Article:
Amanda Maust calls it the “summer slump.”
It is the time period when the Roman Catholic Diocese of Altoona-Johns-town’s St. Vincent de Paul chapter struggles to get donations for its Food for Families warehouse and Family Kitchen. The big infusion of Christmastime donations is gone. Possible contributors are spending money on vacations and other fun activities.
Funds from the State Food Purchase Program are not likely to arrive until September or October at the earliest, depending on when Pennsylvania’s budget gets adopted.
This year’s lull is even more pronounced than usual because many regular contributors to St. Vincent recently made donations during a large fundraiser for a kitchen remodeling project.
Facing all of those factors, the organization is seeking financial help to get through the slow period.
“We’re hoping for monetary donations,” said Maust, a volunteer with the society. “Right now, the Family Kitchen and Food for Families are struggling to meet their everyday needs.”
Food for Families directly purchases food and sells it at reduced costs to pantries throughout the region. The Family Kitchen feeds the community’s needy. It is usually located at 231 Bedford St. in downtown Johnstown. However, while the renovation is taking place, the kitchen has been temporarily been moved to First Presbyterian Church, located a half-mile away at 309 Lincoln St.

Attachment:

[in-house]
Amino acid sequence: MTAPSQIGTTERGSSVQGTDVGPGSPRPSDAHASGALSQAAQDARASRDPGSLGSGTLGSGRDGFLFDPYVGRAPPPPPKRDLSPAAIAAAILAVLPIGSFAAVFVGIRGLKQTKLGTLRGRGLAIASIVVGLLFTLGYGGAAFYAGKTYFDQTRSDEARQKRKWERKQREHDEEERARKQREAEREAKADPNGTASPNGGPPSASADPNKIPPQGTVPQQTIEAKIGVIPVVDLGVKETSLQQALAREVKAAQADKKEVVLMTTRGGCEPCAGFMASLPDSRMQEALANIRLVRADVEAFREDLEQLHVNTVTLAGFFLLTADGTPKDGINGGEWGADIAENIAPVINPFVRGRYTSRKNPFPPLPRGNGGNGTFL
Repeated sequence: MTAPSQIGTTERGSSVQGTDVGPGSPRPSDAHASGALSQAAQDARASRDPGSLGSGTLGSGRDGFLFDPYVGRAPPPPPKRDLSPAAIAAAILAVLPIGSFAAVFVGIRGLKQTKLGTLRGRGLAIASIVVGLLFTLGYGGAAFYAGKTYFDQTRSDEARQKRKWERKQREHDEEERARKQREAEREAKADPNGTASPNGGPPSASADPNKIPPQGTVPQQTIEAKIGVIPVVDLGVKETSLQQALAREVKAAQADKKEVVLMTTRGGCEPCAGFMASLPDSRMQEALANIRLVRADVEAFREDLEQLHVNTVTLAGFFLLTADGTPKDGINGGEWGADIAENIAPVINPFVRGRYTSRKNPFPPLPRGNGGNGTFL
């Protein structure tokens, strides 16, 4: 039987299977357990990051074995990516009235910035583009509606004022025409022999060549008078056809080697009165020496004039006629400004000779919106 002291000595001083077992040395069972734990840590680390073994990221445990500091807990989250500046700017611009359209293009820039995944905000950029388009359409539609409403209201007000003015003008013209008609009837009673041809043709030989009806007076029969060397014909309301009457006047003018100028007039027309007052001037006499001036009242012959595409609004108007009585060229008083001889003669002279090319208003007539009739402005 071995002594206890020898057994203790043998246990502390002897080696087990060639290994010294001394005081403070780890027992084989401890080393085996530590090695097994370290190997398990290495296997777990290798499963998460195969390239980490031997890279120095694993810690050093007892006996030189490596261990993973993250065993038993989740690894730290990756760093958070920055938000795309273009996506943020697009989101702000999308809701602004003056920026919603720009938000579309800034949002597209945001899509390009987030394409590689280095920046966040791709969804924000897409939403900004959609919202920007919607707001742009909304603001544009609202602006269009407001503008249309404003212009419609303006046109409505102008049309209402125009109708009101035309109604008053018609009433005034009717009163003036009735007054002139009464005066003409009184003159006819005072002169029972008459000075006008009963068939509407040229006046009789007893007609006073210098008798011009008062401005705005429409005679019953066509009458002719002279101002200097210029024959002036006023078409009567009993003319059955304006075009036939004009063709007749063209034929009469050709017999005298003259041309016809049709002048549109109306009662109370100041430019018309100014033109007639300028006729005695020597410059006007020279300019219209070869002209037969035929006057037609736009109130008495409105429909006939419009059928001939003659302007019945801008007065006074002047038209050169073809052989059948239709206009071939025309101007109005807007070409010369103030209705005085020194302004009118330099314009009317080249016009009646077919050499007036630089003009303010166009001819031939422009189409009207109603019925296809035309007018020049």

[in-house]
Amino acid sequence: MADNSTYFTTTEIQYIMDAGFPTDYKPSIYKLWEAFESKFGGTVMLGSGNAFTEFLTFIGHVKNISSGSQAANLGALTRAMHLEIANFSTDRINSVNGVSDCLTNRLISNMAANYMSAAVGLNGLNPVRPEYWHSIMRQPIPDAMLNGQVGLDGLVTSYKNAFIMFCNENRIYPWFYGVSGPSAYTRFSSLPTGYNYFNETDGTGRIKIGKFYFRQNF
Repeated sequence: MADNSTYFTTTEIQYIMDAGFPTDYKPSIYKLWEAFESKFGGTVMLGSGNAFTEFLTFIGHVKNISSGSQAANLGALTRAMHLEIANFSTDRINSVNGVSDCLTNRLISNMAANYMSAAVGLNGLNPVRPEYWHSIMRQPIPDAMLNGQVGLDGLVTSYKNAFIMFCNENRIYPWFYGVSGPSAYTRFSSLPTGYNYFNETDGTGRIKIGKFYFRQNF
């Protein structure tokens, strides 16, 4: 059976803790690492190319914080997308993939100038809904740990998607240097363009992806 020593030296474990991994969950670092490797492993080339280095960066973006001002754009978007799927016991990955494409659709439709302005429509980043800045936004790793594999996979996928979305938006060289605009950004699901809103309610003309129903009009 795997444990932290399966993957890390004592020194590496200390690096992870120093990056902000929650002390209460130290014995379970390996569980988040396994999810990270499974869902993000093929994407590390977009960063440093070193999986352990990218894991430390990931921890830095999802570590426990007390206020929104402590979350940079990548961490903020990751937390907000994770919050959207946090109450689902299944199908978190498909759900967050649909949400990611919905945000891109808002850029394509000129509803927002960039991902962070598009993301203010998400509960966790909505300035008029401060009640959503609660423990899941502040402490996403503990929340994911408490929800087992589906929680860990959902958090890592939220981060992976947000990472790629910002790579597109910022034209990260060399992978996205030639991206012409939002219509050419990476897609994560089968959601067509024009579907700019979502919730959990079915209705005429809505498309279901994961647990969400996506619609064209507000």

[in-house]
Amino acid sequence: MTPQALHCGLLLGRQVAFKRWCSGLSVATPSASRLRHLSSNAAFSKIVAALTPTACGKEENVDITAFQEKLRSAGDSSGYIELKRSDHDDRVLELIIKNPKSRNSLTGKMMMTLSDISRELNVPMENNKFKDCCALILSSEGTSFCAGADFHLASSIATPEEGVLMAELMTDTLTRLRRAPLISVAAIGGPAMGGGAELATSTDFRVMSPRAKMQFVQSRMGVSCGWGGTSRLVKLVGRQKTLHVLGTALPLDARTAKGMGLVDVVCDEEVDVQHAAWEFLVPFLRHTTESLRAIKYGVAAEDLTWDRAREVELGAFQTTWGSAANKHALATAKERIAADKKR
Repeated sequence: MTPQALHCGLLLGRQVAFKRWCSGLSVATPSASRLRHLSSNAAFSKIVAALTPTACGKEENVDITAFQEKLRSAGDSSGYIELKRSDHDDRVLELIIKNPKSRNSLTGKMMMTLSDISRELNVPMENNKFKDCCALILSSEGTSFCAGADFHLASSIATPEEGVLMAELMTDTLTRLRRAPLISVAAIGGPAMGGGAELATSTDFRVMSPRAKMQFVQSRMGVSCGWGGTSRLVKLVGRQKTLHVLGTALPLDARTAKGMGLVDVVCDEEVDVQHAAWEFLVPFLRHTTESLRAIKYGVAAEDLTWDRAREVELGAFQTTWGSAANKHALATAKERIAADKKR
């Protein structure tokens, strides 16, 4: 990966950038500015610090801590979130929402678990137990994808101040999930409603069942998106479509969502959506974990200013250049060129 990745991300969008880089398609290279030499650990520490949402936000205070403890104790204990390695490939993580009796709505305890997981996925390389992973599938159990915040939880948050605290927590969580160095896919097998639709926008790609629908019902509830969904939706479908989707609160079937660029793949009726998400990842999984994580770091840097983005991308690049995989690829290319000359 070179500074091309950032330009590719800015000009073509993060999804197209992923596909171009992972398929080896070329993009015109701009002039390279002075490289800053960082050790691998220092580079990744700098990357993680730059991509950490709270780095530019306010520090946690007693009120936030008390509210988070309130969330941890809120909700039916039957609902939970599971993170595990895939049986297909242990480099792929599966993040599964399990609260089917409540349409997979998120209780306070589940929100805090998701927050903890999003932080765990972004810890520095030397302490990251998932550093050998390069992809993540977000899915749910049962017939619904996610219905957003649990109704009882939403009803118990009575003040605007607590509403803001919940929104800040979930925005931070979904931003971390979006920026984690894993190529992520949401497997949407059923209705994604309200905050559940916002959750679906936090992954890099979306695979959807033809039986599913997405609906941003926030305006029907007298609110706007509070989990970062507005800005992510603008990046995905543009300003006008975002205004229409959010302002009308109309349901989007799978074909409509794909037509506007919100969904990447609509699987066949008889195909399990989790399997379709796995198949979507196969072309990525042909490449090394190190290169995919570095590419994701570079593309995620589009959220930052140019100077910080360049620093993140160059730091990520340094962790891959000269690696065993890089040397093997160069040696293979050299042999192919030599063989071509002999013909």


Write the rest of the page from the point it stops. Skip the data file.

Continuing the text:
Anyone wishing to donate to St. Vincent may call 539-4627.
Amanda Maust calls it the “summer slump.”
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Halfway house inmates can ease back into society
When inmates are locked away – for months, years, decades – society moves forward: Technology evolves, major events occur, pop culture changes. From a personal perspective, families and friends live their lives: weddings, funerals, graduations, births, retirements. All the while, criminals bide their time, existing in a regimented world of cement walls and metal bars.
Almost all of them eventually rejoin society, though.
Crime board took aim at house
Johnstown’s unemployment rate is around 8 percent.
One-third of the city’s population lives in poverty.
Burglaries and assaults significantly increased between 2010 and 2012. There is a thriving illegal trade in heroin and prescription drugs.
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Three homicides that took place in Johnstown last year involved either a suspect or victim who previously resided in the Community Corrections Center.
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Walls and ceilings inside the Cambria County Library look clean and bright with fresh new coats of paint on them.
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Alanna Hartzok described herself as being a conservative progressive.
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Smartphone kill switches are coming
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